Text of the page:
A rise in the average property value in Whangarei to just $5 short of $500,000 has prompted calls by a local investor to the Government to help first-home buyers.

Whangarei social worker Suzanne, who does not want her last name used, does not have to look far to know the difficulties first-home buyers are facing because none of her five adult children can afford a deposit to get on to the property ladder.

Her call to the Government followed the latest monthly Quotable Valuation (QV) House Price Index for November that showed residential property values nationally increased 6.4 per cent over the past 12 months. Values rose 3.6 per cent in the three months before November.

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In Whangarei, the average house price in November was $499,955 or a 9.4 per cent increase on the previous 12 months.

Far North recorded $420,783— a 14.7 per cent increase— while values rose 13 per cent in Kaipara where the average price was $492,074. The national average value was $664,485.

Suzanne and her husband recently rented out their Tikipunga house and bought a bigger, three-bedroom property with a rumpus and an ensuite in Kamo for more than $500,000.

She bought her first home in Tikipunga nearly three decades ago at the age of 21.

"It cost me $60,000 and I put in a deposit of $3000 but I bought the house through a loan with Housing Corporation. Without them I wouldn't have been able to buy.

"Today first-home buyers are further priced out of the market and I think they need more government support either through lessening the deposit required or through a contribution towards their deposit or interest-free loan."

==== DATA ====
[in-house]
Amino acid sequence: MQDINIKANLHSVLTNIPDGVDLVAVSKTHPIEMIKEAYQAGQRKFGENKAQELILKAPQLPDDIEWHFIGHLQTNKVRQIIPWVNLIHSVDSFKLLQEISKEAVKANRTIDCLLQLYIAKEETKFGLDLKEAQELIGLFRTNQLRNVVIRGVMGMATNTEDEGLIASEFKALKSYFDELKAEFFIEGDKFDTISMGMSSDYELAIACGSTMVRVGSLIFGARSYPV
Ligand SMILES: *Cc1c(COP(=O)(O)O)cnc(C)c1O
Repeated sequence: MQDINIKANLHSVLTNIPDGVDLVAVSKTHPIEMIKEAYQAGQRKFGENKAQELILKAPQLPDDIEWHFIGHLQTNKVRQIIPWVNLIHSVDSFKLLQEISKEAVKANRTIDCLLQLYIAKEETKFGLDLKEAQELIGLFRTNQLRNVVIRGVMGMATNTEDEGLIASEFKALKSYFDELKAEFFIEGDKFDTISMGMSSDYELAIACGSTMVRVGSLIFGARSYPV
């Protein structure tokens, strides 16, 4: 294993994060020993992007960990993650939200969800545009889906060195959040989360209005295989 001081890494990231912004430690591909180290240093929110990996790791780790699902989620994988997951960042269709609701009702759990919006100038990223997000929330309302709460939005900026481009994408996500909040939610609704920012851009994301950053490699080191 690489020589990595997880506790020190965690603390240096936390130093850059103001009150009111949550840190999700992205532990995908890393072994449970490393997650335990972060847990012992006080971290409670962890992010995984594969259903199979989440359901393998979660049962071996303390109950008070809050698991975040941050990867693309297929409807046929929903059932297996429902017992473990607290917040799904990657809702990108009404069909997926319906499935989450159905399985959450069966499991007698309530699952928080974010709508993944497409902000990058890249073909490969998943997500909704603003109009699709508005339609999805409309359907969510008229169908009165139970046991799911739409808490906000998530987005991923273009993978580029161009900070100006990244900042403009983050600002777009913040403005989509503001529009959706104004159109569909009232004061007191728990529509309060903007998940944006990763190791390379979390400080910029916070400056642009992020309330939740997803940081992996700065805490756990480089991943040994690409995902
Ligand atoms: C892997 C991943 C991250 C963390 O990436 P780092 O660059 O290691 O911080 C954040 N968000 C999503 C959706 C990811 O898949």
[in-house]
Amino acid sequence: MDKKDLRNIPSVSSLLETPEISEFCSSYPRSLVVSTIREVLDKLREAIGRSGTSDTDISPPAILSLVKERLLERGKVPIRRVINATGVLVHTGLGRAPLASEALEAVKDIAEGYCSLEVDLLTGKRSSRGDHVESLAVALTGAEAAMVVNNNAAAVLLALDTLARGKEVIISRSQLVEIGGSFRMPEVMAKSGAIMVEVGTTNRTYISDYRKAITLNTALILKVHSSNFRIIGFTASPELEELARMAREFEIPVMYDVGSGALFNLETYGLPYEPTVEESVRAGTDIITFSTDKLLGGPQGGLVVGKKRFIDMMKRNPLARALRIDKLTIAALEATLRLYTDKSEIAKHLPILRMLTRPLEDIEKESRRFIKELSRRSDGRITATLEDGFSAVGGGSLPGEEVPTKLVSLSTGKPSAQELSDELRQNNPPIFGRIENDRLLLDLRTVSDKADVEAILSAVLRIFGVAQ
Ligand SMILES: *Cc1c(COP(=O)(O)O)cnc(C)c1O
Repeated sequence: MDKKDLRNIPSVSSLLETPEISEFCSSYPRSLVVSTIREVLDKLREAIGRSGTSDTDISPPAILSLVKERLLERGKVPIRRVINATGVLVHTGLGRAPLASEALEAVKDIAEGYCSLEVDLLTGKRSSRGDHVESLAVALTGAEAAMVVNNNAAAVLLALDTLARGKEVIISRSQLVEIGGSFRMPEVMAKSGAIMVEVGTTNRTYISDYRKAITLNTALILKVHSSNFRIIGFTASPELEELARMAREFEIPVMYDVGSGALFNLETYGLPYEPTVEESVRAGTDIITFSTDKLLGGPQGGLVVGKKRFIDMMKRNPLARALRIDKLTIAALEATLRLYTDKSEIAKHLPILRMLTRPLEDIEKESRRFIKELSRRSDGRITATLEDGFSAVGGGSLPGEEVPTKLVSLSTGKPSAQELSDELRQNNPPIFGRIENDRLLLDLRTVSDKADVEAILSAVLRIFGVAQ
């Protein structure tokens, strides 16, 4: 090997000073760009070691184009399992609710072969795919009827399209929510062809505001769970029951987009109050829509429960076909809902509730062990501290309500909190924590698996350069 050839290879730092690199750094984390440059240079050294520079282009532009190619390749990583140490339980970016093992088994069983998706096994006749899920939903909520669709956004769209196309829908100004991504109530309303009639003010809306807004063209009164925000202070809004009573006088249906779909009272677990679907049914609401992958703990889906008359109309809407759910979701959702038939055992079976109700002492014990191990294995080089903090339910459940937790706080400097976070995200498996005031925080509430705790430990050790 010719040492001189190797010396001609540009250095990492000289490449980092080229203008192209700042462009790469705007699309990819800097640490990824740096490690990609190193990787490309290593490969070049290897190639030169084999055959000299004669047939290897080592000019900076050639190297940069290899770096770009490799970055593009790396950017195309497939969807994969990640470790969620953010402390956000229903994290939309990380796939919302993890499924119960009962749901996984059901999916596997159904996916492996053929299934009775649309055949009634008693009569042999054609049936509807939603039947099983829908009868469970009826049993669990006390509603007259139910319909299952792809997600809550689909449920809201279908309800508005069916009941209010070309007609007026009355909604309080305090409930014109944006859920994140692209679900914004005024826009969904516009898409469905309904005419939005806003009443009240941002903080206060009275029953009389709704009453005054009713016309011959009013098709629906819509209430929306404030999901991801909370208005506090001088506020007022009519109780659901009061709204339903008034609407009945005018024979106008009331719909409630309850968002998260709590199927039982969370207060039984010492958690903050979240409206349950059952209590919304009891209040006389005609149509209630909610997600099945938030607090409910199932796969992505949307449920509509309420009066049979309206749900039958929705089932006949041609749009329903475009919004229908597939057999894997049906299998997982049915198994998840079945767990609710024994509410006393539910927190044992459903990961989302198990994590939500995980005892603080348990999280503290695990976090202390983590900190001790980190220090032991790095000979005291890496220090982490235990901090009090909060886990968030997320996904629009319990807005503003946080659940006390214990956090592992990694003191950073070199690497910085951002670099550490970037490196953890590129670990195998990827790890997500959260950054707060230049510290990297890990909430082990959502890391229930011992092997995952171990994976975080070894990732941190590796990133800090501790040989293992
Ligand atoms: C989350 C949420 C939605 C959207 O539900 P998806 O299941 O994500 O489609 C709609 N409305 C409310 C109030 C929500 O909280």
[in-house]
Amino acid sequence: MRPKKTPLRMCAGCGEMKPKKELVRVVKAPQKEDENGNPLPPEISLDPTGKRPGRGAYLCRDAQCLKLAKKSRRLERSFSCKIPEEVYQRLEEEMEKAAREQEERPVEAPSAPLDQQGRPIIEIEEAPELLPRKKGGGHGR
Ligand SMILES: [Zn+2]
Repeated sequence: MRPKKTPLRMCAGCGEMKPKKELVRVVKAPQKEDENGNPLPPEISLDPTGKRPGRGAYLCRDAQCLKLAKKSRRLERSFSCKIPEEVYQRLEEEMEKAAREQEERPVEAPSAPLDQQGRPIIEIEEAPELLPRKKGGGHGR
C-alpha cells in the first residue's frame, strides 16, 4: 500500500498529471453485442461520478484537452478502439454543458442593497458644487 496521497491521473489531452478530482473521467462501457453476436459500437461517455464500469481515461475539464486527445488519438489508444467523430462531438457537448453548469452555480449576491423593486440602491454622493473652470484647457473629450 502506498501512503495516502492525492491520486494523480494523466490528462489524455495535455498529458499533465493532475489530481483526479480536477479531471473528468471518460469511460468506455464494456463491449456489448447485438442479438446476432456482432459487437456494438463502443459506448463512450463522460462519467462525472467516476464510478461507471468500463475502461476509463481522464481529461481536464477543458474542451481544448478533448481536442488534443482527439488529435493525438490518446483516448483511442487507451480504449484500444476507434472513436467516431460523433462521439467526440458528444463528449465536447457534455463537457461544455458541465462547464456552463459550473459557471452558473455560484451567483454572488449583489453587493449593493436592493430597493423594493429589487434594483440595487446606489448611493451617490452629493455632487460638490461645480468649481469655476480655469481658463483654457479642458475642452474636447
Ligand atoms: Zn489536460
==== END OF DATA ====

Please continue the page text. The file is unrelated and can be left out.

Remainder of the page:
She said higher rents further compounded the problem.

The Reserve Bank is to ease the loan-to-value (LVR) restrictions on home buyers and property investors from January next year, which is expected to provide some help to first-home buyers.


Paul Beazley of LJ Hooker in Whangarei said restrictions placed on first-home buyers may need to be lifted if house prices kept creeping up albeit slowly.

Currently, first-home buyers in provincial areas like Northland who used their Kiwisaver and Homestart grant to get on to the property ladder can only buy a house worth a maximum of $400,000.

The threshold for new-builds is $450,000.

Mr Beazley said even a land and house package in Whangarei cost between $600,000 and $700,000.

Population growth and affordable houses compared with bigger cities still made Whangarei an attractive prospect for owner-occupier or investment properties, he said.

The residential property market in Whangarei is as strong now as it was before the election but over the past 10 years, traditionally the market is strong during late spring, summer and leading into autumn.

"If the Reserve Bank starts taking the pressure off LVR, we won't see a big surge in prices which we've seen in the last two years but house sales will still grow," Mr Beazley said.

The new Reserve Bank restrictions would increase the cap on banks from 10 per cent to 15 per cent for new mortgage lending to owner-occupiers.

Currently no more than 10 per cent of loans can go to owner-occupiers with a deposit of less than 20 per cent.

It will also ease the restrictions for investors. At the moment only 5 per cent of lending is to investors who have a deposit of less than 40 per cent.

That will alter slightly to allow those with deposits of less than 35 per cent for no more than 5 per cent of investor lending.